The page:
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Welcome to Clash of Steel!

Featured battle : Azov Second Seige

Part of Russian- Turkish war, Third

Date : 28 May 1696 - 28 July 1696

The second attempt by Tsar Peter l to take the fortress. This time he was able to cut off supplies coming in by sea and with twice the number of soldiers than in the year before his seige lines were most effective. With artillery in place by the 26 June the action went ahead in the classic manner. When about to be stormed the Pasha surrendered on honorable terms.

Featured image :

Navy 'Goalkeeper' CIWS

Navy 'Goalkeeper' CIWS

This Dutch-built Close in Weapons System (CIWS) provides a fully autonomous weapon designed to shoot down missiles and aircraft from between 350m and 1500m of the host ship. It mounts a 7 barrel 30mm Gatling gun capable of 4,200 rounds per minute and includes radar and fire control computers within the housing.

Gallery updated : 2019-01-06 16:35:56

Featured review :

Freeing the Baltic 1918-1920

Bennet, Geoffrey
An interesting and unexpected book about an often overlooked conflict in the Baltic states during the confusion following the 1918 armistice.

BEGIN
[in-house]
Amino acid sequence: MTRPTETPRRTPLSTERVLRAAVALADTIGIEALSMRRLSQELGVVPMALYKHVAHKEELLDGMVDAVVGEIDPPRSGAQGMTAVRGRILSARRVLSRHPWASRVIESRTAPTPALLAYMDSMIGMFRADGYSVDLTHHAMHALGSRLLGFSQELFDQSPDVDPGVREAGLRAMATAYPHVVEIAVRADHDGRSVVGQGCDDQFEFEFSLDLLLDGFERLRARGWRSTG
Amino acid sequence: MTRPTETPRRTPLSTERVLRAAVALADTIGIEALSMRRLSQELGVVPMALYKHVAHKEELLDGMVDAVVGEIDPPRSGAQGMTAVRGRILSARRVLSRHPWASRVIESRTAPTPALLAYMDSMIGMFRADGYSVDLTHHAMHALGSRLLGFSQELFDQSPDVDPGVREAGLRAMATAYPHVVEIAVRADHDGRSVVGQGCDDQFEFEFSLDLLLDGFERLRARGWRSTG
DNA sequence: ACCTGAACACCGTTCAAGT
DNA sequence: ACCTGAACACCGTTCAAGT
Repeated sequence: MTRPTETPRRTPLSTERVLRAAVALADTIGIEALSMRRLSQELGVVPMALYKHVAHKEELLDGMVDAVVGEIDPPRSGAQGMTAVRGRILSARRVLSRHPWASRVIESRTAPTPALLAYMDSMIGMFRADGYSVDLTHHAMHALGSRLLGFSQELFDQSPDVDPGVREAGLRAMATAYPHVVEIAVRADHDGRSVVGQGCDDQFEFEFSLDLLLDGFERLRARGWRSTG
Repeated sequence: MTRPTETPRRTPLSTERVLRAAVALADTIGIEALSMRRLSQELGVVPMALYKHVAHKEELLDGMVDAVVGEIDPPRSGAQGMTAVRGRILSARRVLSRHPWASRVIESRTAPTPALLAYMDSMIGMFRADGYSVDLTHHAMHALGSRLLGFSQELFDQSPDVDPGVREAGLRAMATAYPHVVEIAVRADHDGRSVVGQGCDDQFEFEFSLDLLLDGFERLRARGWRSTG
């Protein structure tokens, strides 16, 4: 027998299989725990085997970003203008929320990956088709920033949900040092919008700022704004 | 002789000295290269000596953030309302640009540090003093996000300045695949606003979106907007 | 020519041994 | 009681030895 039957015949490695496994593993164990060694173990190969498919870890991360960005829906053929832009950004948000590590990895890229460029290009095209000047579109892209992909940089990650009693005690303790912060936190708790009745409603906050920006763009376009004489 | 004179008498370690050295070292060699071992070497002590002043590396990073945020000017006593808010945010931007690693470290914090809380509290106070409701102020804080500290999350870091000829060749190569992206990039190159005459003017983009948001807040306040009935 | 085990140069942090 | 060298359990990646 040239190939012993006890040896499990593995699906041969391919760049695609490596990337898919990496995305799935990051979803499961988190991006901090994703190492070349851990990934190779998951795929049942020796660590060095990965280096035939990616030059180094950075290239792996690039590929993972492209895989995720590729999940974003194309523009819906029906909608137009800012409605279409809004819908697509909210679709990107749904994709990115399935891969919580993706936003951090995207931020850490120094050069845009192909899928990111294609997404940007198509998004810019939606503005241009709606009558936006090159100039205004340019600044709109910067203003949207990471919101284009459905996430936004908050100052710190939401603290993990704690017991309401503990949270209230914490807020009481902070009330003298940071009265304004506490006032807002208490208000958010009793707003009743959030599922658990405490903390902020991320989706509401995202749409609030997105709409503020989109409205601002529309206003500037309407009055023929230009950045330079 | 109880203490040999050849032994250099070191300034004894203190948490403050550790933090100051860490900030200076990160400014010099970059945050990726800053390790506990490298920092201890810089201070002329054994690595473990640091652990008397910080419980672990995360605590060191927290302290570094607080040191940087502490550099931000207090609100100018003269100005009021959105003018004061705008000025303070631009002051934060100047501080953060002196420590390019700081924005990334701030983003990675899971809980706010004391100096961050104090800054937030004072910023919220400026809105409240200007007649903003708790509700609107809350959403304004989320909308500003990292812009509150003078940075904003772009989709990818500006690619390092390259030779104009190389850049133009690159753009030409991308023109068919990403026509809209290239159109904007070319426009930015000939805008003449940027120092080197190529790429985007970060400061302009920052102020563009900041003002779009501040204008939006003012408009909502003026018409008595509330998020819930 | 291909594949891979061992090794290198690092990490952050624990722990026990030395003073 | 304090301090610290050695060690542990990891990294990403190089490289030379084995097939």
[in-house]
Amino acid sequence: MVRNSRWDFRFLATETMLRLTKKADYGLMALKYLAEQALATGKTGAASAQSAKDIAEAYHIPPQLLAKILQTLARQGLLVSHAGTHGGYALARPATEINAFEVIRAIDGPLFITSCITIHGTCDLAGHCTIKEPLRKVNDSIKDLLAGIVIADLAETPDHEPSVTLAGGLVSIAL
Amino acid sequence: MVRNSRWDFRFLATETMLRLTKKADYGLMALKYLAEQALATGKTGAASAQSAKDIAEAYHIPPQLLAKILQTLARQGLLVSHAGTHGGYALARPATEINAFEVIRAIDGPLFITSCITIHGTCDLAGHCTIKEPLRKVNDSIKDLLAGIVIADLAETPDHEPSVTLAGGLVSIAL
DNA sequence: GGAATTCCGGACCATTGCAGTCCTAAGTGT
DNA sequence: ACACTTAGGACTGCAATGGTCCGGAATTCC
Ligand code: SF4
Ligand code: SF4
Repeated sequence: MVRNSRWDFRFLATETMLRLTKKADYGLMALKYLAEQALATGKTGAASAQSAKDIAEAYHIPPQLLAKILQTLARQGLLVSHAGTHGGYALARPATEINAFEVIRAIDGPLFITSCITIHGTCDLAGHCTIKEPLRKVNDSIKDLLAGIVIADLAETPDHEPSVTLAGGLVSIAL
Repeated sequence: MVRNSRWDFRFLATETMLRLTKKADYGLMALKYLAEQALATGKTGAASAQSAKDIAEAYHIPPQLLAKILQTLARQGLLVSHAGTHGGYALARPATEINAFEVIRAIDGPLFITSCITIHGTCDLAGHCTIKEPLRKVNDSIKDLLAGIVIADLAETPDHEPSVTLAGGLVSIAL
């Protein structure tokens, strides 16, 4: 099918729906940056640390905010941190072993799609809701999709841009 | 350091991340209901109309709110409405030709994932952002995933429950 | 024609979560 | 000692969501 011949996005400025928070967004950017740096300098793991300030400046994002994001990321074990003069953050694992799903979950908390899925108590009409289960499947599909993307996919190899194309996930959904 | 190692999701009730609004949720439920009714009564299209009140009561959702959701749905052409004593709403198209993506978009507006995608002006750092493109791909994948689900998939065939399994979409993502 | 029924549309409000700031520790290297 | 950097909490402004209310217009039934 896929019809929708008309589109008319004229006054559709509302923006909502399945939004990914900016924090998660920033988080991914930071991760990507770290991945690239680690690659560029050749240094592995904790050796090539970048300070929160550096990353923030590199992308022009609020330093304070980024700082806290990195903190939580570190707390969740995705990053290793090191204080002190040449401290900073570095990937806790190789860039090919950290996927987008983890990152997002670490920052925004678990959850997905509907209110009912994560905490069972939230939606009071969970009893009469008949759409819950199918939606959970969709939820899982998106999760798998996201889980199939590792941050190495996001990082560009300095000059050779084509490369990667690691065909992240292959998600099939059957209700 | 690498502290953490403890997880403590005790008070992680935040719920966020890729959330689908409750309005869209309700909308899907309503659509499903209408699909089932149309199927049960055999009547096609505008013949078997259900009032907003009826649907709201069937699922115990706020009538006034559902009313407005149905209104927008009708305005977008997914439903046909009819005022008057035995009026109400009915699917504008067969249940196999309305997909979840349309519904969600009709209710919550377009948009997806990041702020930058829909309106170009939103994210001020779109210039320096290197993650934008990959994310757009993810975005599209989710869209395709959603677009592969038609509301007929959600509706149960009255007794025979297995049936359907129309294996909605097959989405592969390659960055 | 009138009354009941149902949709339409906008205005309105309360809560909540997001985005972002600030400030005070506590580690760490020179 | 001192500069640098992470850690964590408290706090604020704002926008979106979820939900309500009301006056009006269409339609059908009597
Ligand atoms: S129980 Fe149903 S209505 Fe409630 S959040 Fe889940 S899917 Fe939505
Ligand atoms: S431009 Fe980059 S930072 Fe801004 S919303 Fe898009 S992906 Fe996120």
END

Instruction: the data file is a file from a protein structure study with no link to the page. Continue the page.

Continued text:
It ostensibly follows the Baltic activities of British Navy cruisers and destroyers under the command of Admiral Sir Walter Cowan, but it actually provides a much wider picture of the struggle of Latvia, Lithuania and Estonia for independence from Russia. It gives a good overview of the various nationalist forces fighting both the Bolshevik forces and the White Russians under Yudenitch, as well as the ethnic German 'Balts' and the remaining former Imperial German forces under Gen. von der Goltz who himself was attempting to promote German influence in Latvia and it's neighbours. But the main theme of the book is how the Royal Navy, together with some elements of the French attempted to moderate this and stop Bolshevik and German interference.
At times it is quite 'high-level', but this is understandable, given the scope of the subject. It redeems itself with some good first-hand accounts and detailed engagement descriptions, particularly of the 40 foot, shallow draft motorboats C.M.B.'s which could each carry one or two torpedoes. These small, fast boats managed to infiltrate, under cover of night, right into Kronstadt harbour which protected Petrograd (St Petersburg) and sheltered the pride of the Bolshevik navy, and sink much of it!
This is a good update of a work originally published in 1964. It includes well researched appendices and some interesting photos of the people and ships involved but more than that, it highlights that for many people, the fighting definitely did not end on the 11th November 1918.
Pen & Sword Maritime, 2017

Reviewed : 2017-11-10 20:21:32